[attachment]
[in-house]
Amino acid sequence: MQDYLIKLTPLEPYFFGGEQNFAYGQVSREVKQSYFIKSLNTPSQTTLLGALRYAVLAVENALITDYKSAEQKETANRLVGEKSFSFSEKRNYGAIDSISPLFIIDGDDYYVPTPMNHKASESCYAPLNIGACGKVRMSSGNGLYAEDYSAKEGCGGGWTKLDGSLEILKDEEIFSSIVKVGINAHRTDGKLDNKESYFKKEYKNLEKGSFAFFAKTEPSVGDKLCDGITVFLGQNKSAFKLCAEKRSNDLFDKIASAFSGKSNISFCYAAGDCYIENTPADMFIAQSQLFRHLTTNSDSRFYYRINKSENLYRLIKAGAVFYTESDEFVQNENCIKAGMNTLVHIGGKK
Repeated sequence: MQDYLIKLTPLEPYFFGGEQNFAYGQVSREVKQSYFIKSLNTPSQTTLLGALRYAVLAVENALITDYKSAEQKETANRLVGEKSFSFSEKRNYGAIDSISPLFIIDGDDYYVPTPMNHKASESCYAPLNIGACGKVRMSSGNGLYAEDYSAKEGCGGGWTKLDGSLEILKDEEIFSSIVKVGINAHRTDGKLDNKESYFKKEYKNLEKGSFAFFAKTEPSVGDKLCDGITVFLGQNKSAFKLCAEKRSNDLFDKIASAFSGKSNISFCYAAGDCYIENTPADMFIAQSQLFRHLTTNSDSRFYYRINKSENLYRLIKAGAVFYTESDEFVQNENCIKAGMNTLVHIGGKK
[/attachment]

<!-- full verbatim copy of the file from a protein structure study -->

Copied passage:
[in-house]
Amino acid sequence: MQDYLIKLTPLEPYFFGGEQNFAYGQVSREVKQSYFIKSLNTPSQTTLLGALRYAVLAVENALITDYKSAEQKETANRLVGEKSFSFSEKRNYGAIDSISPLFIIDGDDYYVPTPMNHKASESCYAPLNIGACGKVRMSSGNGLYAEDYSAKEGCGGGWTKLDGSLEILKDEEIFSSIVKVGINAHRTDGKLDNKESYFKKEYKNLEKGSFAFFAKTEPSVGDKLCDGITVFLGQNKSAFKLCAEKRSNDLFDKIASAFSGKSNISFCYAAGDCYIENTPADMFIAQSQLFRHLTTNSDSRFYYRINKSENLYRLIKAGAVFYTESDEFVQNENCIKAGMNTLVHIGGKK
Repeated sequence: MQDYLIKLTPLEPYFFGGEQNFAYGQVSREVKQSYFIKSLNTPSQTTLLGALRYAVLAVENALITDYKSAEQKETANRLVGEKSFSFSEKRNYGAIDSISPLFIIDGDDYYVPTPMNHKASESCYAPLNIGACGKVRMSSGNGLYAEDYSAKEGCGGGWTKLDGSLEILKDEEIFSSIVKVGINAHRTDGKLDNKESYFKKEYKNLEKGSFAFFAKTEPSVGDKLCDGITVFLGQNKSAFKLCAEKRSNDLFDKIASAFSGKSNISFCYAAGDCYIENTPADMFIAQSQLFRHLTTNSDSRFYYRINKSENLYRLIKAGAVFYTESDEFVQNENCIKAGMNTLVHIGGKK